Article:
“I think that it is time for me to do some educating in my weekly Contact vignette/Blog post,” I said to my wife Diane the leader of our landscaping committee. “That would be a nice change from you running around shouting ‘Jeepers Creepers’”, she responded. I ignored the comment. “People (at least two of them) have asked about the purple plants with the purple flowers along the walkway leading to the Lexow Wing. They are called tradescantia pallidas and we have another species in the memorial garden, tradescantia zebina. Diane looked at me in amazement. “You know the Latin names?”. “Yes, and I can inform you that they are species of the spiderwort plant,” I said proudly. “How did you know all that?” she asked suspiciously. “Oh, I am a rather learned horticulturist,” I said as I walked away while surreptitiously sliding my smartphone into a pocket.
No, we are not talking kings and queens here, just butterflies. While working with our church gardening crew this past Tuesday, we spotted a couple Monarchs flitting about one of the large shrubs near the back of our church property. We were struck by the beauty of their orange and black colors as they spread out against the tiny purple flowers of the shrubbery. And we wondered if they were “our” Monarchs. Last spring we had watched with great (almost obsessive) interest when a Monarch female laid eggs on our milkweed plant, beginning the complex reproductive cycle of butterflies. When the cycle was complete, we felt as if we had been part of a process that launched eleven new Monarchs into the world. This week, lacking evidence to the contrary, we decided that they were indeed “our offspring”. We stood and watched for a few minutes, in awe of the contrasting beauty of the butterflies and flowers. Then we went back to weeding, clipping and pruning.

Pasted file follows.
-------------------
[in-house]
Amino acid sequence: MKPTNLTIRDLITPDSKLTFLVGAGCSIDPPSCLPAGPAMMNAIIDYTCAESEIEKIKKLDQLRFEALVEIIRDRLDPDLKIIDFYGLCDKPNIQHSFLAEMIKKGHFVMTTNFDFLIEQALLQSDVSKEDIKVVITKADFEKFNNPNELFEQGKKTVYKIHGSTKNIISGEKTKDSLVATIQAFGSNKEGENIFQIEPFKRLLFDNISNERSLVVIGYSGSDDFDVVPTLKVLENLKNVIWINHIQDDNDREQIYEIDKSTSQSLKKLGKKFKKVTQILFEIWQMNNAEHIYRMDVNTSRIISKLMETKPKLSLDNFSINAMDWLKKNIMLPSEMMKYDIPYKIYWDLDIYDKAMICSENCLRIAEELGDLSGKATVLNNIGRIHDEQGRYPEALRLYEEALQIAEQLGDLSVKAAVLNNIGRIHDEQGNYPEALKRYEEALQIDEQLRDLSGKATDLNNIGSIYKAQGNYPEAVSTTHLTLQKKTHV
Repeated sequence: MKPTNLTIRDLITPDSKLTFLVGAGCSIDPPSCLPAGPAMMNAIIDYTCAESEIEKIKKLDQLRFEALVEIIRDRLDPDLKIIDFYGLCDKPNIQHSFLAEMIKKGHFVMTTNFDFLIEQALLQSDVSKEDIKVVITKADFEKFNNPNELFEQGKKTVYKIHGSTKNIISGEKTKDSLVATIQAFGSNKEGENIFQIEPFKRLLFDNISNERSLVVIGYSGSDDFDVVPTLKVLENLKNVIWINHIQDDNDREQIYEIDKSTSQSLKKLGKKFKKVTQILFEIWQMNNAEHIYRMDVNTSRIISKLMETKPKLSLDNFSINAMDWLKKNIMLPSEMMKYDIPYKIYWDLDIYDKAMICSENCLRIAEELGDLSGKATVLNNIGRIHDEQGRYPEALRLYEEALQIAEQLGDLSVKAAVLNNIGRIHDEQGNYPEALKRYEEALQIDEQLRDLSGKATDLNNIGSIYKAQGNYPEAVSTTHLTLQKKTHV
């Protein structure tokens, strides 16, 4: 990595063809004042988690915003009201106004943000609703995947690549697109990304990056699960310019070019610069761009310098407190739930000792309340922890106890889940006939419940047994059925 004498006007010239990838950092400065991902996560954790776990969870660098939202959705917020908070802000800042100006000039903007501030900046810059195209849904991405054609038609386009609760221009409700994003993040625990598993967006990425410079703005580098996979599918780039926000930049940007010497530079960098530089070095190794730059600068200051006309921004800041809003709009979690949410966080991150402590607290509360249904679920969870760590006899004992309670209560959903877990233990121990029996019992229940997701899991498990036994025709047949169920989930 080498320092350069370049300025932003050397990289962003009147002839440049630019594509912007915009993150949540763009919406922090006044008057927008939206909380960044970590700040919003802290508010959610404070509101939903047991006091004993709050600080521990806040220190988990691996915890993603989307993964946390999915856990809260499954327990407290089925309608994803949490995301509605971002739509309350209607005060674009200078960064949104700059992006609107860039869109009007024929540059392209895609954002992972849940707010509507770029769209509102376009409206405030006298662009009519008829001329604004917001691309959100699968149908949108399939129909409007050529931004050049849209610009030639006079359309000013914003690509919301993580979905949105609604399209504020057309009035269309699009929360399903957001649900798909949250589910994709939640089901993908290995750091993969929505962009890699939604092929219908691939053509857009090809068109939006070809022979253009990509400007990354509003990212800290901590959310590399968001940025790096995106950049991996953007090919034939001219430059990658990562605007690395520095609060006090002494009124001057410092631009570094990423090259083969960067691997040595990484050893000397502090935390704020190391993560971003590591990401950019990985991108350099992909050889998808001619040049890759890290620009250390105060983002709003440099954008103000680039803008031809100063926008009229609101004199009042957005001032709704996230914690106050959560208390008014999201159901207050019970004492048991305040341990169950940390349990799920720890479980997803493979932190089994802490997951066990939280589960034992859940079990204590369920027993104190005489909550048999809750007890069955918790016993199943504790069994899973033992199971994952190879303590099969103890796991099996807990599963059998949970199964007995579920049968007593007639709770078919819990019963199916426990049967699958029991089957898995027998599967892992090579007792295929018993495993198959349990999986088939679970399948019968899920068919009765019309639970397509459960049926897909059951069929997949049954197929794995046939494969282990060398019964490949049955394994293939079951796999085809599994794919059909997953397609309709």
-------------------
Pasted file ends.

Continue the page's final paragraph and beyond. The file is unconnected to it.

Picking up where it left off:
From the Garden Gate